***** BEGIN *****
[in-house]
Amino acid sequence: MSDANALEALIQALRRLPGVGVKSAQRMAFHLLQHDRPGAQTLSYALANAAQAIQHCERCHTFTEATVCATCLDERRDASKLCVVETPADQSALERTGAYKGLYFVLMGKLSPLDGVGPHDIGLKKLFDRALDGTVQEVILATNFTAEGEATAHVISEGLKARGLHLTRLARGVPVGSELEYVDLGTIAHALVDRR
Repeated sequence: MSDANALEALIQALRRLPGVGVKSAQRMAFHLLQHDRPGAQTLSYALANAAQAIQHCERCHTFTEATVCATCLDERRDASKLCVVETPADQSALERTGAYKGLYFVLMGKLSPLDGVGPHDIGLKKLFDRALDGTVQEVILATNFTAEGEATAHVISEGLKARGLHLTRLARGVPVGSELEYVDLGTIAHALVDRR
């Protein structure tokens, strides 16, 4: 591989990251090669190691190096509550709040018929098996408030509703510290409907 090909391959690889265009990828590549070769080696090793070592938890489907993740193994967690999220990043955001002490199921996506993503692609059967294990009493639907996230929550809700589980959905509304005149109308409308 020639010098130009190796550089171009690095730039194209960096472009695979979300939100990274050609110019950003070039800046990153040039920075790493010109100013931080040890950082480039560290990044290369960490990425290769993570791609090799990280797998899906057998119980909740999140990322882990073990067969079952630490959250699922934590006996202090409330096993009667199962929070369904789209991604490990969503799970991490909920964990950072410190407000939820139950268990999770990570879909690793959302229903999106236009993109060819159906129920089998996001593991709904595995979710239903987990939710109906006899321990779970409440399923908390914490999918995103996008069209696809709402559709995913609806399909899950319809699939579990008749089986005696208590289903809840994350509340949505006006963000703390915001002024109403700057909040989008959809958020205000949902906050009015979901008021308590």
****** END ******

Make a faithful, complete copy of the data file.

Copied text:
[in-house]
Amino acid sequence: MSDANALEALIQALRRLPGVGVKSAQRMAFHLLQHDRPGAQTLSYALANAAQAIQHCERCHTFTEATVCATCLDERRDASKLCVVETPADQSALERTGAYKGLYFVLMGKLSPLDGVGPHDIGLKKLFDRALDGTVQEVILATNFTAEGEATAHVISEGLKARGLHLTRLARGVPVGSELEYVDLGTIAHALVDRR
Repeated sequence: MSDANALEALIQALRRLPGVGVKSAQRMAFHLLQHDRPGAQTLSYALANAAQAIQHCERCHTFTEATVCATCLDERRDASKLCVVETPADQSALERTGAYKGLYFVLMGKLSPLDGVGPHDIGLKKLFDRALDGTVQEVILATNFTAEGEATAHVISEGLKARGLHLTRLARGVPVGSELEYVDLGTIAHALVDRR
């Protein structure tokens, strides 16, 4: 591989990251090669190691190096509550709040018929098996408030509703510290409907 090909391959690889265009990828590549070769080696090793070592938890489907993740193994967690999220990043955001002490199921996506993503692609059967294990009493639907996230929550809700589980959905509304005149109308409308 020639010098130009190796550089171009690095730039194209960096472009695979979300939100990274050609110019950003070039800046990153040039920075790493010109100013931080040890950082480039560290990044290369960490990425290769993570791609090799990280797998899906057998119980909740999140990322882990073990067969079952630490959250699922934590006996202090409330096993009667199962929070369904789209991604490990969503799970991490909920964990950072410190407000939820139950268990999770990570879909690793959302229903999106236009993109060819159906129920089998996001593991709904595995979710239903987990939710109906006899321990779970409440399923908390914490999918995103996008069209696809709402559709995913609806399909899950319809699939579990008749089986005696208590289903809840994350509340949505006006963000703390915001002024109403700057909040989008959809958020205000949902906050009015979901008021308590």